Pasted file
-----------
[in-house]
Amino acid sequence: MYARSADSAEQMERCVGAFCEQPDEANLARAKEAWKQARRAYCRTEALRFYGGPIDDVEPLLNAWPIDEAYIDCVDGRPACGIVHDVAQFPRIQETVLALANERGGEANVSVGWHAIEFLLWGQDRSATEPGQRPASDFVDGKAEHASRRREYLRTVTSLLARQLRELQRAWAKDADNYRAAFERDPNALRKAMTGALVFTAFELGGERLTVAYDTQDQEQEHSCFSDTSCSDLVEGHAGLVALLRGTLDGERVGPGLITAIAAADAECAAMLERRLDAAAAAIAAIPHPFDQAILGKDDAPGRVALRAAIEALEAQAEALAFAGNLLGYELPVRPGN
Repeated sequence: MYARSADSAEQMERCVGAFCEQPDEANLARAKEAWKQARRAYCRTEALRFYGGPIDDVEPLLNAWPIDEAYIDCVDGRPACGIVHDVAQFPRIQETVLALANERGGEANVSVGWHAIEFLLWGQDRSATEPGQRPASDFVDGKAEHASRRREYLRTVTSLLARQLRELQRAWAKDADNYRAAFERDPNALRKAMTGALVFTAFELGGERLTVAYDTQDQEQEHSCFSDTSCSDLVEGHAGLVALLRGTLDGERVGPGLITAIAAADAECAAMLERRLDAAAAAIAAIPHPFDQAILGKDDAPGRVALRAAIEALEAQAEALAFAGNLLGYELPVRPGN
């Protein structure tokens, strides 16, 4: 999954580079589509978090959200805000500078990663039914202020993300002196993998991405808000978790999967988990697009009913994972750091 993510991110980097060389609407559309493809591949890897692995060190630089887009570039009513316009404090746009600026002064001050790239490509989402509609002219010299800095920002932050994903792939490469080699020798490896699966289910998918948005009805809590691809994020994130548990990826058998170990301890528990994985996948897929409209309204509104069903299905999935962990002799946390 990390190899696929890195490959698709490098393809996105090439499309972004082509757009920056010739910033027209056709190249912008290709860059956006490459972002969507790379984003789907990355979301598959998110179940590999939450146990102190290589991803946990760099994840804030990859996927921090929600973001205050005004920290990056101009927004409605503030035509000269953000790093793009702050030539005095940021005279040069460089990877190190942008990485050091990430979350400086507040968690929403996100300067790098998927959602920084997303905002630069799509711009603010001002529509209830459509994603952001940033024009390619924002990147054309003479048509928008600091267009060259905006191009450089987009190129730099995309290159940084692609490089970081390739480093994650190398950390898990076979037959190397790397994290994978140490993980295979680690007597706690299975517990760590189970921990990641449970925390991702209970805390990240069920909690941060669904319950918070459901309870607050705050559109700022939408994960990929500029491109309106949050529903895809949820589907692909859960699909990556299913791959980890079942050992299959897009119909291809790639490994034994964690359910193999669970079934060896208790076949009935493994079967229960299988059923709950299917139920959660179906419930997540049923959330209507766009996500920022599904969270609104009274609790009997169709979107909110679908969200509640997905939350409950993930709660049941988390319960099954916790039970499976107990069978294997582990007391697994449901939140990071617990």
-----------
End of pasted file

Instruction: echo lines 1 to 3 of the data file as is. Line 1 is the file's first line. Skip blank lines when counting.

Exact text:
[in-house]
Amino acid sequence: MYARSADSAEQMERCVGAFCEQPDEANLARAKEAWKQARRAYCRTEALRFYGGPIDDVEPLLNAWPIDEAYIDCVDGRPACGIVHDVAQFPRIQETVLALANERGGEANVSVGWHAIEFLLWGQDRSATEPGQRPASDFVDGKAEHASRRREYLRTVTSLLARQLRELQRAWAKDADNYRAAFERDPNALRKAMTGALVFTAFELGGERLTVAYDTQDQEQEHSCFSDTSCSDLVEGHAGLVALLRGTLDGERVGPGLITAIAAADAECAAMLERRLDAAAAAIAAIPHPFDQAILGKDDAPGRVALRAAIEALEAQAEALAFAGNLLGYELPVRPGN
Repeated sequence: MYARSADSAEQMERCVGAFCEQPDEANLARAKEAWKQARRAYCRTEALRFYGGPIDDVEPLLNAWPIDEAYIDCVDGRPACGIVHDVAQFPRIQETVLALANERGGEANVSVGWHAIEFLLWGQDRSATEPGQRPASDFVDGKAEHASRRREYLRTVTSLLARQLRELQRAWAKDADNYRAAFERDPNALRKAMTGALVFTAFELGGERLTVAYDTQDQEQEHSCFSDTSCSDLVEGHAGLVALLRGTLDGERVGPGLITAIAAADAECAAMLERRLDAAAAAIAAIPHPFDQAILGKDDAPGRVALRAAIEALEAQAEALAFAGNLLGYELPVRPGN